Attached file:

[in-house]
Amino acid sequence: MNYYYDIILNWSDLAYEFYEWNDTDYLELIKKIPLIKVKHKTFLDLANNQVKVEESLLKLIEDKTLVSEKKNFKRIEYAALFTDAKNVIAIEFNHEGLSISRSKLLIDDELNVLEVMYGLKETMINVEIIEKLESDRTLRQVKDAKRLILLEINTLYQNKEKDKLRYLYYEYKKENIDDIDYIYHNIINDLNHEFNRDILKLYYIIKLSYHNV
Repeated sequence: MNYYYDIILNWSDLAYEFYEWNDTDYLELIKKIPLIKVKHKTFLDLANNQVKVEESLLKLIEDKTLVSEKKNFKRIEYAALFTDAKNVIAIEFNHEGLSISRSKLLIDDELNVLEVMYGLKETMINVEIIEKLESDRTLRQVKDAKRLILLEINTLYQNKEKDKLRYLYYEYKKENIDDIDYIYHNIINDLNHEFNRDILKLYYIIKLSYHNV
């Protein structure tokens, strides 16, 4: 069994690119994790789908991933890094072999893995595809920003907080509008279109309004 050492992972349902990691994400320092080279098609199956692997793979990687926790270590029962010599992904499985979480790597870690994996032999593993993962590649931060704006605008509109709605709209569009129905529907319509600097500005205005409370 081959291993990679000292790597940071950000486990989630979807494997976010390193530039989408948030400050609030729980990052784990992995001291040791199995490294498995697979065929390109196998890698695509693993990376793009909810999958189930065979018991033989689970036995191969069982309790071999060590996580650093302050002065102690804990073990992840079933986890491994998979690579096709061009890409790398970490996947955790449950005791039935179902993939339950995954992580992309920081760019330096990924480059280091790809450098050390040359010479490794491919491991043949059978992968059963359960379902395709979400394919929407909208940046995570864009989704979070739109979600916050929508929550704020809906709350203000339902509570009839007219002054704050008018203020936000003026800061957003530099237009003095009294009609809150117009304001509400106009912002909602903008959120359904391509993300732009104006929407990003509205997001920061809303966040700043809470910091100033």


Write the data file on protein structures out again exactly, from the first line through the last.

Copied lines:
[in-house]
Amino acid sequence: MNYYYDIILNWSDLAYEFYEWNDTDYLELIKKIPLIKVKHKTFLDLANNQVKVEESLLKLIEDKTLVSEKKNFKRIEYAALFTDAKNVIAIEFNHEGLSISRSKLLIDDELNVLEVMYGLKETMINVEIIEKLESDRTLRQVKDAKRLILLEINTLYQNKEKDKLRYLYYEYKKENIDDIDYIYHNIINDLNHEFNRDILKLYYIIKLSYHNV
Repeated sequence: MNYYYDIILNWSDLAYEFYEWNDTDYLELIKKIPLIKVKHKTFLDLANNQVKVEESLLKLIEDKTLVSEKKNFKRIEYAALFTDAKNVIAIEFNHEGLSISRSKLLIDDELNVLEVMYGLKETMINVEIIEKLESDRTLRQVKDAKRLILLEINTLYQNKEKDKLRYLYYEYKKENIDDIDYIYHNIINDLNHEFNRDILKLYYIIKLSYHNV
């Protein structure tokens, strides 16, 4: 069994690119994790789908991933890094072999893995595809920003907080509008279109309004 050492992972349902990691994400320092080279098609199956692997793979990687926790270590029962010599992904499985979480790597870690994996032999593993993962590649931060704006605008509109709605709209569009129905529907319509600097500005205005409370 081959291993990679000292790597940071950000486990989630979807494997976010390193530039989408948030400050609030729980990052784990992995001291040791199995490294498995697979065929390109196998890698695509693993990376793009909810999958189930065979018991033989689970036995191969069982309790071999060590996580650093302050002065102690804990073990992840079933986890491994998979690579096709061009890409790398970490996947955790449950005791039935179902993939339950995954992580992309920081760019330096990924480059280091790809450098050390040359010479490794491919491991043949059978992968059963359960379902395709979400394919929407909208940046995570864009989704979070739109979600916050929508929550704020809906709350203000339902509570009839007219002054704050008018203020936000003026800061957003530099237009003095009294009609809150117009304001509400106009912002909602903008959120359904391509993300732009104006929407990003509205997001920061809303966040700043809470910091100033």